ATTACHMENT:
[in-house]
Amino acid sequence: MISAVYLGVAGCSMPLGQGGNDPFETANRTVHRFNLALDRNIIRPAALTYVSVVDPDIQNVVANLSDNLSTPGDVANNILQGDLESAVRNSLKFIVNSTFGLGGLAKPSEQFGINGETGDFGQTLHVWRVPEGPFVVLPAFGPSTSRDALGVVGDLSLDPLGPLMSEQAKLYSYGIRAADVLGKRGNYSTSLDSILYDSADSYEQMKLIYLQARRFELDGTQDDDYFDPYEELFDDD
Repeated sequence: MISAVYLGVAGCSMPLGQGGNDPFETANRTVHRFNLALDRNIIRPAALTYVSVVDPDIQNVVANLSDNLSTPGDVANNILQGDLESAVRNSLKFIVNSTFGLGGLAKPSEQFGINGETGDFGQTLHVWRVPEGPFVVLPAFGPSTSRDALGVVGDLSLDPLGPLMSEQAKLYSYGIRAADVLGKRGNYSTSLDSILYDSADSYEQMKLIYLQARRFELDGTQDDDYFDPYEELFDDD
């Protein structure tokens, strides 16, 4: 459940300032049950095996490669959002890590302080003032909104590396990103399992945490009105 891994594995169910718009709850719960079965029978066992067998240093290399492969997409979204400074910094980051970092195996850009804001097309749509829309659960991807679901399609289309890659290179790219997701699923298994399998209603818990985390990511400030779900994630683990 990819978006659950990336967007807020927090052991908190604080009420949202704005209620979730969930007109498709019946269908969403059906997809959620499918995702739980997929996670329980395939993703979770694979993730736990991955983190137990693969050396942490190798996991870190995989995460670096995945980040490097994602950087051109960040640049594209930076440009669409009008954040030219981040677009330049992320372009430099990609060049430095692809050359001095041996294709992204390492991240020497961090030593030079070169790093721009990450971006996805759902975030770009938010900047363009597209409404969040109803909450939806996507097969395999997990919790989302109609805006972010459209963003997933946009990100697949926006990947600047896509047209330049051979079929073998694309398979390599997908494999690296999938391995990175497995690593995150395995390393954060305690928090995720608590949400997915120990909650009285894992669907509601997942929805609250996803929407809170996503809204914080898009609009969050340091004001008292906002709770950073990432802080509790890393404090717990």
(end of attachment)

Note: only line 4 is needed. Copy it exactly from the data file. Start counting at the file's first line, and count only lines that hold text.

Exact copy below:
């Protein structure tokens, strides 16, 4: 459940300032049950095996490669959002890590302080003032909104590396990103399992945490009105 891994594995169910718009709850719960079965029978066992067998240093290399492969997409979204400074910094980051970092195996850009804001097309749509829309659960991807679901399609289309890659290179790219997701699923298994399998209603818990985390990511400030779900994630683990 990819978006659950990336967007807020927090052991908190604080009420949202704005209620979730969930007109498709019946269908969403059906997809959620499918995702739980997929996670329980395939993703979770694979993730736990991955983190137990693969050396942490190798996991870190995989995460670096995945980040490097994602950087051109960040640049594209930076440009669409009008954040030219981040677009330049992320372009430099990609060049430095692809050359001095041996294709992204390492991240020497961090030593030079070169790093721009990450971006996805759902975030770009938010900047363009597209409404969040109803909450939806996507097969395999997990919790989302109609805006972010459209963003997933946009990100697949926006990947600047896509047209330049051979079929073998694309398979390599997908494999690296999938391995990175497995690593995150395995390393954060305690928090995720608590949400997915120990909650009285894992669907509601997942929805609250996803929407809170996503809204914080898009609009969050340091004001008292906002709770950073990432802080509790890393404090717990």